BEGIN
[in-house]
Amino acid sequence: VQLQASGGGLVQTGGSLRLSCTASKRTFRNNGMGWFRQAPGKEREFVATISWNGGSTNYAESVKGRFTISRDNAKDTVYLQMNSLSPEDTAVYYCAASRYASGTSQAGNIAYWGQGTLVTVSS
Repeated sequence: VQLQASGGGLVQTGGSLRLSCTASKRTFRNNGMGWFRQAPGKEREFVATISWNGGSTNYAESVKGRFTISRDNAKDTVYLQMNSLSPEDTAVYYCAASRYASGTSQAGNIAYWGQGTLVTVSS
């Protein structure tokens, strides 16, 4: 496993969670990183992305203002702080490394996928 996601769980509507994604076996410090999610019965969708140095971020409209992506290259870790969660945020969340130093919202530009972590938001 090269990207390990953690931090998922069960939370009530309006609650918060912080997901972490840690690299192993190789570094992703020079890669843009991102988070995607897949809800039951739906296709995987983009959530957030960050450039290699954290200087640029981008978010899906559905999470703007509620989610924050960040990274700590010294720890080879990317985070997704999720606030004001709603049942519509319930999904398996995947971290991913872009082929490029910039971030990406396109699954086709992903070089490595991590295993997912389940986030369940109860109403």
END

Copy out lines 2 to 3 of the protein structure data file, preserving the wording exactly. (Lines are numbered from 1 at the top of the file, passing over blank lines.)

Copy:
Amino acid sequence: VQLQASGGGLVQTGGSLRLSCTASKRTFRNNGMGWFRQAPGKEREFVATISWNGGSTNYAESVKGRFTISRDNAKDTVYLQMNSLSPEDTAVYYCAASRYASGTSQAGNIAYWGQGTLVTVSS
Repeated sequence: VQLQASGGGLVQTGGSLRLSCTASKRTFRNNGMGWFRQAPGKEREFVATISWNGGSTNYAESVKGRFTISRDNAKDTVYLQMNSLSPEDTAVYYCAASRYASGTSQAGNIAYWGQGTLVTVSS